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Federal government gives additional $750 million for Canadian superclusters

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WATCH: On Thursday, Saskatoon native and Minister of Natural Resources Jonathan Wilkinson announced $750 million in extra funding over the next six years, to be shared between the five superclusters – Apr 14, 2022

On Thursday, Saskatoon native and Minister of Natural Resources Jonathan Wilkinson announced $750 million in extra funding over the next six years, to be shared between the five superclusters.

“To be a leader in tomorrow’s economy, we need to make smart decisions today and this support for Canadian innovation that I’ve announced today does just that,” said Wilkinson.

Read more: Federal government to invest $4.3M for Canadian pulse, special crop farmers

Established in 2018, Canada’s five superclusters are groups of non-profits, schools and companies to help boost growth in their respective industries.

Federal contributions are matched by industry.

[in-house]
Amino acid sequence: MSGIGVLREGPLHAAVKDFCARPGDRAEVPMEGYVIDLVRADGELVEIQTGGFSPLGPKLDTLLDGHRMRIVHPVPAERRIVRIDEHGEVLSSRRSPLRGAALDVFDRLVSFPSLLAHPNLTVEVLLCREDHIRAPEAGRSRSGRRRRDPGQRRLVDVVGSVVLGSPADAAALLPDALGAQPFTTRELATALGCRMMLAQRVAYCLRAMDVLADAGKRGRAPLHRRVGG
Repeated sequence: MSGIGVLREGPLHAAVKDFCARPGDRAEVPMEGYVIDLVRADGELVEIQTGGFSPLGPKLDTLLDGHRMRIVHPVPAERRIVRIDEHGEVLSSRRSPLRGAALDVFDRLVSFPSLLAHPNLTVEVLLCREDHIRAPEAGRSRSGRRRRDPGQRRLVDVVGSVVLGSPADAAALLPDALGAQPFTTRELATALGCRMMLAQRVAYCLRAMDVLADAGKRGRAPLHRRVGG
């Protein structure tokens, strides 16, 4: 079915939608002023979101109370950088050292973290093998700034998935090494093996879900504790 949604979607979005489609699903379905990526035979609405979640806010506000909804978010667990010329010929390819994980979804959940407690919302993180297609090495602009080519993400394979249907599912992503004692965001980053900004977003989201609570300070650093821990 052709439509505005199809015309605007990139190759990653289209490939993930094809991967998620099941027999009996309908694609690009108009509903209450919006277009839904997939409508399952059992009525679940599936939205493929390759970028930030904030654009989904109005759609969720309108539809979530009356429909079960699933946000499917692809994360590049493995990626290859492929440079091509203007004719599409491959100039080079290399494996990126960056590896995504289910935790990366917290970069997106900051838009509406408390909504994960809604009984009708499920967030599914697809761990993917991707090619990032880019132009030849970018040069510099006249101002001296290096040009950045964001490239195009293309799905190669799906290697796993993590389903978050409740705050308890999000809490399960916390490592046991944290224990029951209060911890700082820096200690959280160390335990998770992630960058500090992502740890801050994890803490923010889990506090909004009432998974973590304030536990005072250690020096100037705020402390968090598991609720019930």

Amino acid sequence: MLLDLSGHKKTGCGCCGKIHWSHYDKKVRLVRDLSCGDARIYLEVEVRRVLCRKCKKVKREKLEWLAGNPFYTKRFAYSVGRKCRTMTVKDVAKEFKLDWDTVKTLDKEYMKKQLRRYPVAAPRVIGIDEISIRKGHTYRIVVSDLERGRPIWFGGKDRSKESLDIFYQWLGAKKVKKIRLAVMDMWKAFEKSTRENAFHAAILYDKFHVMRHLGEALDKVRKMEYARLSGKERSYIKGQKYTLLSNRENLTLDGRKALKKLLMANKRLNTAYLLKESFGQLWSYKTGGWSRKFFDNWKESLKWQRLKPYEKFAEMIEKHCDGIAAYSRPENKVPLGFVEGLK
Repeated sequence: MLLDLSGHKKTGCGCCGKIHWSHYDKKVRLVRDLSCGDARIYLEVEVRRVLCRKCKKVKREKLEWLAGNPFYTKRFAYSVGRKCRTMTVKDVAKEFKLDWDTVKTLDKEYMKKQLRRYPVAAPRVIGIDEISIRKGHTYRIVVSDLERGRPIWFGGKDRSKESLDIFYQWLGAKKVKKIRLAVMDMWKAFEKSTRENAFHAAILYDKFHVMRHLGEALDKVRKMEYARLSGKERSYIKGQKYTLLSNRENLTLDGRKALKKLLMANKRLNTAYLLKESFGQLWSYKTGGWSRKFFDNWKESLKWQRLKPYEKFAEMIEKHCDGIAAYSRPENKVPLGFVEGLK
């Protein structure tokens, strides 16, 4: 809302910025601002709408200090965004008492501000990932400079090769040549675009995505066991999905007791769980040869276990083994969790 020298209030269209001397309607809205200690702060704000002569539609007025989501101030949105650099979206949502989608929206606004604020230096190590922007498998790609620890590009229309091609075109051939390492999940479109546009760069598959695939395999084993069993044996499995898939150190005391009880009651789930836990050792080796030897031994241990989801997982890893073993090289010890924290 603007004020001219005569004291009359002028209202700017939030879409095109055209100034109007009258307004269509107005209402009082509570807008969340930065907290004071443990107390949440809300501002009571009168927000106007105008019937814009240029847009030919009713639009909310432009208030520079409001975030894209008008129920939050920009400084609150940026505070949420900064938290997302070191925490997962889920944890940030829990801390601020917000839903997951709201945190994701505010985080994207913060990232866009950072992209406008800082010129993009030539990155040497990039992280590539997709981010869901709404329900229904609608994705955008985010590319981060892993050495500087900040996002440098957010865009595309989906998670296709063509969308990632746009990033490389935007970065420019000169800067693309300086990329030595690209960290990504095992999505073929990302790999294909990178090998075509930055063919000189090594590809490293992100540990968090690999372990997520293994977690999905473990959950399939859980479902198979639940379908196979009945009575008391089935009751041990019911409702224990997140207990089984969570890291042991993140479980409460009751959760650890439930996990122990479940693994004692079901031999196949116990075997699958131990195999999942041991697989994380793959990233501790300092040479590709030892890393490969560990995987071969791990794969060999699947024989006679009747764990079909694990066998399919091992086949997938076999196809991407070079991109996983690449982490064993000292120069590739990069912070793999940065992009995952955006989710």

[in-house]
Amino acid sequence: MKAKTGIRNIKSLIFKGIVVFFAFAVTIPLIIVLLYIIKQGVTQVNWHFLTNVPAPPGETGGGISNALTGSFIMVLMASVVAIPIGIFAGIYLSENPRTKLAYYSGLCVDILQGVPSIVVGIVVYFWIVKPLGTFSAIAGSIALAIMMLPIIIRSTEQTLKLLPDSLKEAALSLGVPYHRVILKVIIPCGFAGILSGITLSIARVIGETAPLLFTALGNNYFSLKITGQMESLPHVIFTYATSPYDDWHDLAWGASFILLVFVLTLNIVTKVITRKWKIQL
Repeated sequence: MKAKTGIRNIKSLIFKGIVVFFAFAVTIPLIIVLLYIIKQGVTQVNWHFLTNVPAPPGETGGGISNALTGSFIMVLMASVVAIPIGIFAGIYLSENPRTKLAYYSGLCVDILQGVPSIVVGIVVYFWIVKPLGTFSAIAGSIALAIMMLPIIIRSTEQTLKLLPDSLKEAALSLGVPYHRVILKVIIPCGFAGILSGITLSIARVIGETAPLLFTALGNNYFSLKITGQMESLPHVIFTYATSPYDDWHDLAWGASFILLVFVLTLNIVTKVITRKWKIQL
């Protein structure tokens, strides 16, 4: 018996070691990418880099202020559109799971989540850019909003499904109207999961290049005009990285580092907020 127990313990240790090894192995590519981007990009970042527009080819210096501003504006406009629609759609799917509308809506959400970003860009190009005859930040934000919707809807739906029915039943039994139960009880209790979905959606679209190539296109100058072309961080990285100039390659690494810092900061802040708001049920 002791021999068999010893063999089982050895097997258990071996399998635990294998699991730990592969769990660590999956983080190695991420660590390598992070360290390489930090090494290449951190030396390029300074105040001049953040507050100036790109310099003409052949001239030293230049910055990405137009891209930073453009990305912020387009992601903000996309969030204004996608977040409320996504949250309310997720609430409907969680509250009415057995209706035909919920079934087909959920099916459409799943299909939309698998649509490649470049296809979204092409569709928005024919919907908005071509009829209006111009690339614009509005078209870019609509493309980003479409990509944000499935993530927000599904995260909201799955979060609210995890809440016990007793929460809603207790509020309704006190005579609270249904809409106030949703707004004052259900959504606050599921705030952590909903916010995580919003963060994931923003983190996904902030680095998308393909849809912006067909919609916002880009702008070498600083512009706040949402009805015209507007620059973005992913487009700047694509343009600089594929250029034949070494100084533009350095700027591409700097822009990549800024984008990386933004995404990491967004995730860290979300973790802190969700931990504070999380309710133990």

In Saskatchewan, the main focus is on creating protein from plants.

“This support will help build on the successes that we have seen. They will help us to expand on the national presence of each of the superclusters, spur collaboration between the clusters, and support government priorities such as climate change and supply chains,” said Wilkinson.

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Protein Industries Canada (PIC) looks to make the country one of the top global sources of plant-based products.

Read more: Alberta entrepreneur turns peas into cocktails while supporting agriculture industry

Since Saskatchewan is an agricultural leader with pulses and cereal grains, Bill Greuel, CEO of PIC said the impact of this amount of funding is significant.

“Thanks to this government’s vision and investment, the innovation clusters have already been able to care more than 11,000 jobs and see 70,000 people trained to take advantage of these opportunities,” said Greuel.

PIC already has 45 projects, valued at more than $480 million, underway across the country.

They added an evaluation of their work shows it could create 15,000 jobs across the country within 10 years, and add $9 billion to Canada’s Gross Domestic Product (GDP).

Overall, the five clusters have a goal of creating 50 thousand jobs and generating $50 billion in GSP by 2028.

Read more: Protein-packed pulses take prominence

“Through more than 1,800 projects, the clusters have spurred growth of globally competitive ecosystems in industries that are now and will continue to be economic drivers for our country,” said Greuel.

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Adding, it looks like the superclusters are going to surpass the goals they have set for jobs and economic growth.

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